Why Did Mojang's Scrolls Go On Life Support?

By Jeff Francis
What's the reason for the Scrolls hiatus?

When Mojang developed and released Minecraft, it resulted in two things. One, it gave birth to a gaming revolution that allowed gamers to release their creative nature in ways unseen since mmo games first burst upon the market. Second, it gave Mojang a license to print money that most other game companies (with the exception of Blizzard) can only dream of. The game sold tens of millions of units, thus allowing the company to go off the beaten path with their next project. The company then began work on Scrolls, a hybrid trading card game and strategic wargame. Sadly, the company recently announced that a Scrolls hiatus was going into effect, and that nothing new would be released for the game. With so many resources behind it, why did Mojang's Scrolls go on life support?

The Scrolls mmo had recently released their latest patch, Echo, but a grim announcement met players on the game's homepage just a few days later. It said, "After much deliberation, we’ve come to an important decision that we’d like to share: Echoes will be the last major content patch for Scrolls. We won’t be adding features or sets from now on, though we are planning to keep a close eye on game balance. Scrolls will still be available to purchase for the time being, and our servers will run until at least July 1st, 2016. All future proceeds will go towards keeping Scrolls playable for as long as possible. The launch of the Scrolls beta was a great success. Tens of thousands of players battled daily, and many of them remain active today. Unfortunately, the game has reached a point where it can no longer sustain continuous development." So what went wrong as events culminated in a Scrolls hiatus?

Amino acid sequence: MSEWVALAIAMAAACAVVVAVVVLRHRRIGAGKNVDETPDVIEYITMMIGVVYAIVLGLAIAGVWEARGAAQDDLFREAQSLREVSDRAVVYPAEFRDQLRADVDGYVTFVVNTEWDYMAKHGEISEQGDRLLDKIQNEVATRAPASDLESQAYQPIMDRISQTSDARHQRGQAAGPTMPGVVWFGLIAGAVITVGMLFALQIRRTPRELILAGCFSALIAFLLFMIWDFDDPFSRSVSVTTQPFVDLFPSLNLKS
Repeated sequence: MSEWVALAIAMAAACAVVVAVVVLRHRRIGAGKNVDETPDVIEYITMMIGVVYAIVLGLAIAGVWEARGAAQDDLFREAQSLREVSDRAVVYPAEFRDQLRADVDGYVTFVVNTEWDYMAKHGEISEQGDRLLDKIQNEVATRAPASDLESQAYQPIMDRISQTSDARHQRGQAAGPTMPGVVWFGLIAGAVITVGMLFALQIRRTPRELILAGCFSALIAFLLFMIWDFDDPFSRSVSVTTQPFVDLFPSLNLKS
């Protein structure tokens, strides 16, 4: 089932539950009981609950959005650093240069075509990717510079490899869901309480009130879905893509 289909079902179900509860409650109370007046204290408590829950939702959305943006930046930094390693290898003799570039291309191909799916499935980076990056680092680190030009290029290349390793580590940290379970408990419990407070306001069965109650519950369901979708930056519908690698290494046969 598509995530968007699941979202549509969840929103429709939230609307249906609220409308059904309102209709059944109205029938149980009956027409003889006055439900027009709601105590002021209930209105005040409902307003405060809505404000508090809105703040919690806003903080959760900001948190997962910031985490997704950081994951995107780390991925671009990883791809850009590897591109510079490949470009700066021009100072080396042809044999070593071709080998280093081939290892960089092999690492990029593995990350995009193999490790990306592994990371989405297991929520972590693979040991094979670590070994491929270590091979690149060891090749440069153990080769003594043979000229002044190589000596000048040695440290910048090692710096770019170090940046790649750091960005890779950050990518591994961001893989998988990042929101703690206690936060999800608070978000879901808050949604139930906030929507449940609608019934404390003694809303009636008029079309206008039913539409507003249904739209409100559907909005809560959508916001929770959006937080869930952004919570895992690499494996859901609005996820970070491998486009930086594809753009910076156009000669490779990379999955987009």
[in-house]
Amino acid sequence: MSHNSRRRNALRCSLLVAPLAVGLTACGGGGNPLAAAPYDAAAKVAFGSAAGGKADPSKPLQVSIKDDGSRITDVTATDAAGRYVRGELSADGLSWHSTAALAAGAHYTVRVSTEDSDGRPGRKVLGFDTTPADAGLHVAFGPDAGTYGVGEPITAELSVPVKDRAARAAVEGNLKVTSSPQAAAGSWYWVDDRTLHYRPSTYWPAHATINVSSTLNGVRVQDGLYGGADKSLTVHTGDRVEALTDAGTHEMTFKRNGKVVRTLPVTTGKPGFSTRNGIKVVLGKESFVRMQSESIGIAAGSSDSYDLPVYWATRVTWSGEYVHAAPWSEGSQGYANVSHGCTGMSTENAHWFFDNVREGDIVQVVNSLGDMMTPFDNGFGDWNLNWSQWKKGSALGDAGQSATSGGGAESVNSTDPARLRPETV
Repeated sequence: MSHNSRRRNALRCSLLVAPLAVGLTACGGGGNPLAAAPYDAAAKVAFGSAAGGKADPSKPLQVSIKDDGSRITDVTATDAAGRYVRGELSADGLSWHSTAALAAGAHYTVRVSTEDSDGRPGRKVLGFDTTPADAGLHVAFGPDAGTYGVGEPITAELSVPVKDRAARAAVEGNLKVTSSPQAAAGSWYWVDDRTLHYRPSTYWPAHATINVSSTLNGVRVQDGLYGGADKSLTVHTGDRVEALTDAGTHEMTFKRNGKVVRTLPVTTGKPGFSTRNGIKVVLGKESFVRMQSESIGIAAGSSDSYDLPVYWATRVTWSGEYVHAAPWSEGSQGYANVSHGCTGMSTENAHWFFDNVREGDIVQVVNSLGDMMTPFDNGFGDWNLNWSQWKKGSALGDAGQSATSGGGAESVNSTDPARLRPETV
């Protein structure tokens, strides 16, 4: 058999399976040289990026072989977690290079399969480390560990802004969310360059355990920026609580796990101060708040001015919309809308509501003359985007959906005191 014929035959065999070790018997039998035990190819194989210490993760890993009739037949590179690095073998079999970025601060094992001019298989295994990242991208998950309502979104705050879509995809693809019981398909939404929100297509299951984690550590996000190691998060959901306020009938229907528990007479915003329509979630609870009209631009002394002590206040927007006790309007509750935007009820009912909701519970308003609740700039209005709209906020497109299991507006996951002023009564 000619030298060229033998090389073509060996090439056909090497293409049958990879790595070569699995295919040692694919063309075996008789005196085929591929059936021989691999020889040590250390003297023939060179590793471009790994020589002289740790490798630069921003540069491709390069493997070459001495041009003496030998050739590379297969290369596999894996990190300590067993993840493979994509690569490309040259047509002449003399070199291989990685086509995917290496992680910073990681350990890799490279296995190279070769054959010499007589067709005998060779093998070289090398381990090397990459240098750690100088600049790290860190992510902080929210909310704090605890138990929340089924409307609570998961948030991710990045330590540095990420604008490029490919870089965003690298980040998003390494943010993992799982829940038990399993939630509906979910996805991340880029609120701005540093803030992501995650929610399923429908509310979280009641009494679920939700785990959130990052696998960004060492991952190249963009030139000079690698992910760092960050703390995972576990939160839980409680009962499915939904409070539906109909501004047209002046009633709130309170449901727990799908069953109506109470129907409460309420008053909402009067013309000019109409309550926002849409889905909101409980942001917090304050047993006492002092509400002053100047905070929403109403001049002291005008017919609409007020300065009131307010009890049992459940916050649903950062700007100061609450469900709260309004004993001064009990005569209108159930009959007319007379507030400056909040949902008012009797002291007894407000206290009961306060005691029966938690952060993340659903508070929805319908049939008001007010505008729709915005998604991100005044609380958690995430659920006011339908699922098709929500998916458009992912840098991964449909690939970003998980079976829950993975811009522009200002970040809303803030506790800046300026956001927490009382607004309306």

To my eye, there are a few plausible reasons why Mojang's Scrolls did not go over as planned. The first reason is one that affects many mmo games: poor sales. When the game went into paid beta, it sold quite briskly, selling 100,000 units. After that initial rush, sales dropped drastically. It was reported that the game sold a mere 10,000 units in a three month period after the initial splash. Compounding the issue was that concurrent players numbered only about three to four thousand players a day. (This is not a healthy number at all.) The fact that players had to spend $21 to play a TCG was probably another obstacle that the game had to face. The vast majority of TCG mmos on the market are free-to-play, which makes having gamers pay for a similar gaming experience a really tough sell. Eventually, Mojang lowered the price all the way down to $5 in order to drum up sales. One reason that the developers gave for this price reduction was that they wanted the game playable across multiple platforms (PC, tablet, etc.) with a single community binding them all together. They saw that other mobile games had a far lower price than the $21 that they were asking, so they decided to lower the price to garner more mobile gamers.